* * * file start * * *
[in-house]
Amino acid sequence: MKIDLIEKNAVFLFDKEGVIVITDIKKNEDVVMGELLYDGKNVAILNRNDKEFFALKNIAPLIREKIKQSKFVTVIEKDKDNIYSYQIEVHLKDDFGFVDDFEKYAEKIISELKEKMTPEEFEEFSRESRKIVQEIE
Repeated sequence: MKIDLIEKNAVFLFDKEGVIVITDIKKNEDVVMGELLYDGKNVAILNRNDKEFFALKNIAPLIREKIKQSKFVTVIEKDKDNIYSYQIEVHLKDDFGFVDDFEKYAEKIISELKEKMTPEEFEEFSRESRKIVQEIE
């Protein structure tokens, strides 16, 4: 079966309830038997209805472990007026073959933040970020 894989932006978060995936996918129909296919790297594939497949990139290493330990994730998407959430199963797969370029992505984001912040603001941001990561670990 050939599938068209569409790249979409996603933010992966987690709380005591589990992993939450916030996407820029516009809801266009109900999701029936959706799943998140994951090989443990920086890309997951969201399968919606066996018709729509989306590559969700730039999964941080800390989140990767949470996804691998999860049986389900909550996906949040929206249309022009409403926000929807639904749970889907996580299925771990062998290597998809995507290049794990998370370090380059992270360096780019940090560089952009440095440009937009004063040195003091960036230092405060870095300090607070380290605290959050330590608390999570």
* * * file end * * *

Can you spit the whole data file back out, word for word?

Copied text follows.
[in-house]
Amino acid sequence: MKIDLIEKNAVFLFDKEGVIVITDIKKNEDVVMGELLYDGKNVAILNRNDKEFFALKNIAPLIREKIKQSKFVTVIEKDKDNIYSYQIEVHLKDDFGFVDDFEKYAEKIISELKEKMTPEEFEEFSRESRKIVQEIE
Repeated sequence: MKIDLIEKNAVFLFDKEGVIVITDIKKNEDVVMGELLYDGKNVAILNRNDKEFFALKNIAPLIREKIKQSKFVTVIEKDKDNIYSYQIEVHLKDDFGFVDDFEKYAEKIISELKEKMTPEEFEEFSRESRKIVQEIE
């Protein structure tokens, strides 16, 4: 079966309830038997209805472990007026073959933040970020 894989932006978060995936996918129909296919790297594939497949990139290493330990994730998407959430199963797969370029992505984001912040603001941001990561670990 050939599938068209569409790249979409996603933010992966987690709380005591589990992993939450916030996407820029516009809801266009109900999701029936959706799943998140994951090989443990920086890309997951969201399968919606066996018709729509989306590559969700730039999964941080800390989140990767949470996804691998999860049986389900909550996906949040929206249309022009409403926000929807639904749970889907996580299925771990062998290597998809995507290049794990998370370090380059992270360096780019940090560089952009440095440009937009004063040195003091960036230092405060870095300090607070380290605290959050330590608390999570």